A (Very) Short Guide to Respiration


We do something 17,000 to 30,000 times every day without ever really thinking about it.

No, it’s not checking our phones, it’s respiration or breathing.

This basic biological process is a complex interplay of systems within our bodies, but we rarely give it a second thought unless we are ill, in an accident, or exercising. So, what exactly is respiration?

What Do You Know About Pressure?

Respiration, or breathing, is a function of positive and negative pressure. Muscle contraction creates open space around the lungs that allow for positive pressure to form. Air rushes into the lungs due to this positive pressure and oxygen is distributed to the bloodstream. Then, muscles surrounding the lungs relax creating a negative pressure inside the lungs, pushing air out through the airway. This process repeats over and over, between 12 and 20 times per minute, from the minute we are born until the day we die.

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Respiration Involves More Than Just Your Lungs.

Most people think about breathing as being a function of the lungs. While these organs play a major role in the process, breathing begins in the brain, not the lungs. Different sections of your brain govern different parts of the human experience. Every thought, feeling, biological process, or action originates in a specific part of the brain. Breathing is actually a coordinated effort between the cerebellum, brain stem, pons, and medulla. These sections determine how rapidly you need to breathe when you are exercising, how often you need to breathe to maintain consciousness and the rhythm of your breath that will maximize the levels of oxygen in your bloodstream.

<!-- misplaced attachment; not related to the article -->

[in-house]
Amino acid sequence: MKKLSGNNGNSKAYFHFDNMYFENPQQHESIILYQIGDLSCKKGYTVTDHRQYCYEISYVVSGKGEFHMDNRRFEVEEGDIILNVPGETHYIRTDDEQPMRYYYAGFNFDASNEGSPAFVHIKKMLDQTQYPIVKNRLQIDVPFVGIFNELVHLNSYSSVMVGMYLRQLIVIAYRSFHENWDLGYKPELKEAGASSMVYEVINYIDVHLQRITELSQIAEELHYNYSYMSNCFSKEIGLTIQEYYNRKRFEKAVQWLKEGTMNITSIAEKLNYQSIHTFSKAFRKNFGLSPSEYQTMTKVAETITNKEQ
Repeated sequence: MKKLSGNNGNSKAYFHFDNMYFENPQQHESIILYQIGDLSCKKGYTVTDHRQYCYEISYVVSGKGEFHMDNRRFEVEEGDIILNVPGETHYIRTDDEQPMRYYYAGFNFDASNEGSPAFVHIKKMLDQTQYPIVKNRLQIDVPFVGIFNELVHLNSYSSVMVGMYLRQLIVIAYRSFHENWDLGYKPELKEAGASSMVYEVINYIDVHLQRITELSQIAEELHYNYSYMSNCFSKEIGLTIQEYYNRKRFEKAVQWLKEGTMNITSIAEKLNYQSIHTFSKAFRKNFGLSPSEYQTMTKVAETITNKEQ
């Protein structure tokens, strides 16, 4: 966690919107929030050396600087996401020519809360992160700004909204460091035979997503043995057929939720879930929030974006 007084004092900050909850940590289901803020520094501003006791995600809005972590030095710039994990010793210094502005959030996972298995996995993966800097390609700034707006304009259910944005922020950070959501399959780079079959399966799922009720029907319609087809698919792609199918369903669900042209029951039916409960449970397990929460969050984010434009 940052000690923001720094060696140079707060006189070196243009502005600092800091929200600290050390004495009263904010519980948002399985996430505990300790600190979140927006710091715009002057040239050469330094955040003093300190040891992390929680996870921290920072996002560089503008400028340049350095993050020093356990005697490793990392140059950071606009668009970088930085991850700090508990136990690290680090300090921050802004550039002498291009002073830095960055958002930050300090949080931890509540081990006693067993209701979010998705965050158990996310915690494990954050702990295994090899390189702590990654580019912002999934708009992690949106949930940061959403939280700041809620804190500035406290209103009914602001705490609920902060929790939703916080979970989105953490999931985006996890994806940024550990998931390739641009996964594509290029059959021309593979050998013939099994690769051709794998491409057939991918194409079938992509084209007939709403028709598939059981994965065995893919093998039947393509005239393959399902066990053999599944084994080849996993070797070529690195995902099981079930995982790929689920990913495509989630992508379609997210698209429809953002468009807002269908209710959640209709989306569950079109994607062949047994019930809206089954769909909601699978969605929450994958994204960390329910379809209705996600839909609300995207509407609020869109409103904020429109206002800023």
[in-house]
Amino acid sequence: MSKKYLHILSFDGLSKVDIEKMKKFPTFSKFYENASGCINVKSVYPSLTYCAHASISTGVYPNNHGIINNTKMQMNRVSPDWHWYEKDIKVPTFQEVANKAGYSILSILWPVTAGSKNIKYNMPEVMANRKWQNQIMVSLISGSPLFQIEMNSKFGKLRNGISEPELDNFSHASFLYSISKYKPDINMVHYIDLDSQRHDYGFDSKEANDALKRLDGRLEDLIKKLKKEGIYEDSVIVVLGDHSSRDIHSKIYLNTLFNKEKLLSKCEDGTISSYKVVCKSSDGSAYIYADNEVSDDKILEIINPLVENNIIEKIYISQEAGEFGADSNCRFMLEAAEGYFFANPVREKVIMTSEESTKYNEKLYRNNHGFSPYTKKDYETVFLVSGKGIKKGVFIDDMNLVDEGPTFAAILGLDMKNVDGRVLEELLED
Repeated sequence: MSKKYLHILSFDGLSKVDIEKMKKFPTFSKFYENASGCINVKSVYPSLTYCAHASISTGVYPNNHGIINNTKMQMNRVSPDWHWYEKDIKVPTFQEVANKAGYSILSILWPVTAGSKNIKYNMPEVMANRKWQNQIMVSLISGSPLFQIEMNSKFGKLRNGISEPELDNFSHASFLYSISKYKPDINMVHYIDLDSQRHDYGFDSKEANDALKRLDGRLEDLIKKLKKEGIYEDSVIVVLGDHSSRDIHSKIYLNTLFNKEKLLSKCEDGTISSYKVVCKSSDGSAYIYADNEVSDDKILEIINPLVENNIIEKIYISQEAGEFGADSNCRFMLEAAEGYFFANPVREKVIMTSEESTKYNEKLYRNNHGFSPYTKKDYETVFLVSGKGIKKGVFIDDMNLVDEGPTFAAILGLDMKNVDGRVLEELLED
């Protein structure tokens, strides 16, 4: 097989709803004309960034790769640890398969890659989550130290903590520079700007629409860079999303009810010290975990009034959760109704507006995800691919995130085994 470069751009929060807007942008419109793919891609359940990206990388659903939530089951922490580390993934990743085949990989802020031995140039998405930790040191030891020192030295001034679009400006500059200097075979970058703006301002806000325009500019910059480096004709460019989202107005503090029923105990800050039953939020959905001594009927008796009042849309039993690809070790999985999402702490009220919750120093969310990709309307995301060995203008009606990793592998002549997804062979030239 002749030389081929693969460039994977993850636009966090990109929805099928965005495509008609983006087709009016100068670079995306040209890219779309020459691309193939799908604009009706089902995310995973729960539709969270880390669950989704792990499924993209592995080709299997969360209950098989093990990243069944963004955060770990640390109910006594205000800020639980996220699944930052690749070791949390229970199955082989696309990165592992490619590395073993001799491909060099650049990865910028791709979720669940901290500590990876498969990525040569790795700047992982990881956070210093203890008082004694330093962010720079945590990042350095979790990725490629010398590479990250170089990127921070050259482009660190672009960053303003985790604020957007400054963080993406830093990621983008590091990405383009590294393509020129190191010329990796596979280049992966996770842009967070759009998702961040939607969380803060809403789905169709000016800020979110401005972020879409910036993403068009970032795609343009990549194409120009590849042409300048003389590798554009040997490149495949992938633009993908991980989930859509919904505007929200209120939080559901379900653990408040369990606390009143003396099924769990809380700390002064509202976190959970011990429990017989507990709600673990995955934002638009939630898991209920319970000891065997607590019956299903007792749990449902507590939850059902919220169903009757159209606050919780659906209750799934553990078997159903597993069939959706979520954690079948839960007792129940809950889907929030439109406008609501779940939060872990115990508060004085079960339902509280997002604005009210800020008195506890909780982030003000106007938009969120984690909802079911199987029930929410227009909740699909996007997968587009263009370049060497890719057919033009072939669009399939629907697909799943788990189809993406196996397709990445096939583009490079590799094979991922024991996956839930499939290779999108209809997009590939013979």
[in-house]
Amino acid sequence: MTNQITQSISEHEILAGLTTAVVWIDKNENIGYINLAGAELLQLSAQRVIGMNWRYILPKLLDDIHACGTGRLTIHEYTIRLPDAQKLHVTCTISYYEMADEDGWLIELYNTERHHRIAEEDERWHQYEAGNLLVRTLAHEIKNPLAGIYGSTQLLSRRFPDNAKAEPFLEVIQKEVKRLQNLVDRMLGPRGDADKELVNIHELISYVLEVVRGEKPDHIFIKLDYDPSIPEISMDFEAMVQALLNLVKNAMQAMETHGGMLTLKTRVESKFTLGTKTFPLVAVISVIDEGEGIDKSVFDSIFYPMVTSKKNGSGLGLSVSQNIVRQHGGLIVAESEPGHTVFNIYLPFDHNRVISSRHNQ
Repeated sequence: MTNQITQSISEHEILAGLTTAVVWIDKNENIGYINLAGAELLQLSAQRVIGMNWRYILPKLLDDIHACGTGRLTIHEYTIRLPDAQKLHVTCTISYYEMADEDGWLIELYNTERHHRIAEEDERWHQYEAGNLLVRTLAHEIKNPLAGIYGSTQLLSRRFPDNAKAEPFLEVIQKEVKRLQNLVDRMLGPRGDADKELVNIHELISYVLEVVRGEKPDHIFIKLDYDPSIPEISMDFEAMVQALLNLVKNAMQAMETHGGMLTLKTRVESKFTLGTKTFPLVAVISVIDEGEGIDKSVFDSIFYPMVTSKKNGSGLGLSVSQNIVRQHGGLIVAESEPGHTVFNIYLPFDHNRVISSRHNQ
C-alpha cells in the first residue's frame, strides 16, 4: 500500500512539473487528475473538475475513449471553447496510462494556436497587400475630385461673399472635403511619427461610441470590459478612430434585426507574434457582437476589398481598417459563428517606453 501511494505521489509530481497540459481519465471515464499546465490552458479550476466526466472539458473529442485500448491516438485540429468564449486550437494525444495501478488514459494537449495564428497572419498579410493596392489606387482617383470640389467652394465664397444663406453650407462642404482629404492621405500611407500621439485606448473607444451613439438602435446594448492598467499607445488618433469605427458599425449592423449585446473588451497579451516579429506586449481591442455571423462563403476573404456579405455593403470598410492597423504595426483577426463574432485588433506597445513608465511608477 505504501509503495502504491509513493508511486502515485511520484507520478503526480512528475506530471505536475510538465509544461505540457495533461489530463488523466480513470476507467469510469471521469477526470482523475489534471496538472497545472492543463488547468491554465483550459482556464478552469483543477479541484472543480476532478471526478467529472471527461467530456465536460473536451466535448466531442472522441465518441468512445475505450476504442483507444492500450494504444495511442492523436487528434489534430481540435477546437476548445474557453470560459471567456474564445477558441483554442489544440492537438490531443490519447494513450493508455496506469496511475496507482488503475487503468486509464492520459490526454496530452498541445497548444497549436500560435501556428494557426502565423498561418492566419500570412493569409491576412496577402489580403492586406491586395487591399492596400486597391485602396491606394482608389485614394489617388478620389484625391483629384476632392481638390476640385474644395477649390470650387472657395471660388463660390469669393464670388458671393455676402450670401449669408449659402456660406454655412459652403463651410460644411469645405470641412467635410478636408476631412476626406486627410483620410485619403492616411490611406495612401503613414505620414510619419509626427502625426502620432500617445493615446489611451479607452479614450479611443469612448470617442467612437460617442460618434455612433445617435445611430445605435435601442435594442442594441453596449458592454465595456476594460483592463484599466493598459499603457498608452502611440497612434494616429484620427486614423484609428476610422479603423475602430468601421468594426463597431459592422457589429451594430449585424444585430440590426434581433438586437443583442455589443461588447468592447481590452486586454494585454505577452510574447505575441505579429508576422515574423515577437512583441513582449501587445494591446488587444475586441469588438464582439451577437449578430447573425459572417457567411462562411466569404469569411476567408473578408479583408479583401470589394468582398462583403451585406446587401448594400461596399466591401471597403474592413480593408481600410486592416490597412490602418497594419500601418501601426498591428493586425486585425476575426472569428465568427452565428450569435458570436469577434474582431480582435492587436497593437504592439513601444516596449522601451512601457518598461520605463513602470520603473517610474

When respiration becomes difficult, often times a ventilator is needed.

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Then there are the parts of the body that control the mechanical side of breathing. The diaphragm, a strong, flat muscle at the base of your chest cavity is essential for creating positive and negative pressure in the lungs. As the diaphragm contracts, the chest cavity expands, creating that rush of air the body needs to survive. As it relaxes, the chest cavity shrinks and carbon dioxide leaves the lungs. The intercostal muscles, the muscles between the ribs, are also responsible for expanding the chest cavity, which is why trauma to the ribs makes breathing painful.

Lungs are Important too.

Once air enters the lungs, how does oxygen transfer to the bloodstream and carbon dioxide transfer to the lungs?

In a seamless process, oxygen transfers to the bloodstream through tiny sacs inside the lungs called alveoli. Here, oxygen is diffused into the bloodstream where it returns to the heart. From there this oxygen-rich blood is pumped into every artery and blood vessel into the body. There, it moves via diffusion into the body’s cells to promote healing, regeneration and cell function. These cells also create carbon dioxide as a waste product which moves back into the blood vessels, then the arteries, then the heart, and back into the alveoli in the lungs. This carbon dioxide is then released when we exhale.

Miraculously, thousands of times a day, we experience one of the most complex functions of the human body without giving it a second thought. Fortunately, our brain and body know what to do without us.